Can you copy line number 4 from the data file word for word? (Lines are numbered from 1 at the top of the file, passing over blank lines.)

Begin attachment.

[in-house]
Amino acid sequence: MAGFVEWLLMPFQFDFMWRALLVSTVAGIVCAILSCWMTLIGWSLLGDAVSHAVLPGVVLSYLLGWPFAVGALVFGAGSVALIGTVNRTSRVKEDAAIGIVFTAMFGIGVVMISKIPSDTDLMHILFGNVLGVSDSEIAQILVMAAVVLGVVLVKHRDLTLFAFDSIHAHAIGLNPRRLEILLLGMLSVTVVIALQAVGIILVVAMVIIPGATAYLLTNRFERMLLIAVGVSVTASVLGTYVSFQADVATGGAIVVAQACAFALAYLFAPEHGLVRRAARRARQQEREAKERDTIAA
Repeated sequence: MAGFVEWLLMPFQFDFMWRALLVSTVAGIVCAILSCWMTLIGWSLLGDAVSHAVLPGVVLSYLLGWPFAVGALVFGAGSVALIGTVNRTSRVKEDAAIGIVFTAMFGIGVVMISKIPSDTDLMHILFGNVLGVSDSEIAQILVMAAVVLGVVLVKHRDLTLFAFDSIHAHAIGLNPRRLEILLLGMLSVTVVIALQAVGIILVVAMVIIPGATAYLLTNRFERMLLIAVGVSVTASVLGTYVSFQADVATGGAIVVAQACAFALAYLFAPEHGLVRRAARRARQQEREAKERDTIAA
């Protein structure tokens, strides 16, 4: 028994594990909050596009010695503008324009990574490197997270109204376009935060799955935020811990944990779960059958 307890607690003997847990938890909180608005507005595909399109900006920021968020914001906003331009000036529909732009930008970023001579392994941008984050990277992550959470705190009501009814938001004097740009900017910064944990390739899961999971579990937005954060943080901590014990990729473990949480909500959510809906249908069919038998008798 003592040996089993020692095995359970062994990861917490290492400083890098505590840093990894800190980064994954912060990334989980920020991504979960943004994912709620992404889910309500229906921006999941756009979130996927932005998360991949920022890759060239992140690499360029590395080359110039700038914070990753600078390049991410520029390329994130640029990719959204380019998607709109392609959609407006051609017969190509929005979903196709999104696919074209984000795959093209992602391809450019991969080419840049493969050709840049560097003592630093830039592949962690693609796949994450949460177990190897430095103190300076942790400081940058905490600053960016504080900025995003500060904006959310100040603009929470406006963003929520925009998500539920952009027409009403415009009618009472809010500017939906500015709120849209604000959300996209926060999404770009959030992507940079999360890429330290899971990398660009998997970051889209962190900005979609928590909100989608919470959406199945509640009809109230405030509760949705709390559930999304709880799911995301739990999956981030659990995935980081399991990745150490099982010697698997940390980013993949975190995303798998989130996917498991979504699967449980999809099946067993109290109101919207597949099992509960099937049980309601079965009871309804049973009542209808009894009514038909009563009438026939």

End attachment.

């Protein structure tokens, strides 16, 4: 028994594990909050596009010695503008324009990574490197997270109204376009935060799955935020811990944990779960059958 307890607690003997847990938890909180608005507005595909399109900006920021968020914001906003331009000036529909732009930008970023001579392994941008984050990277992550959470705190009501009814938001004097740009900017910064944990390739899961999971579990937005954060943080901590014990990729473990949480909500959510809906249908069919038998008798 003592040996089993020692095995359970062994990861917490290492400083890098505590840093990894800190980064994954912060990334989980920020991504979960943004994912709620992404889910309500229906921006999941756009979130996927932005998360991949920022890759060239992140690499360029590395080359110039700038914070990753600078390049991410520029390329994130640029990719959204380019998607709109392609959609407006051609017969190509929005979903196709999104696919074209984000795959093209992602391809450019991969080419840049493969050709840049560097003592630093830039592949962690693609796949994450949460177990190897430095103190300076942790400081940058905490600053960016504080900025995003500060904006959310100040603009929470406006963003929520925009998500539920952009027409009403415009009618009472809010500017939906500015709120849209604000959300996209926060999404770009959030992507940079999360890429330290899971990398660009998997970051889209962190900005979609928590909100989608919470959406199945509640009809109230405030509760949705709390559930999304709880799911995301739990999956981030659990995935980081399991990745150490099982010697698997940390980013993949975190995303798998989130996917498991979504699967449980999809099946067993109290109101919207597949099992509960099937049980309601079965009871309804049973009542209808009894009514038909009563009438026939």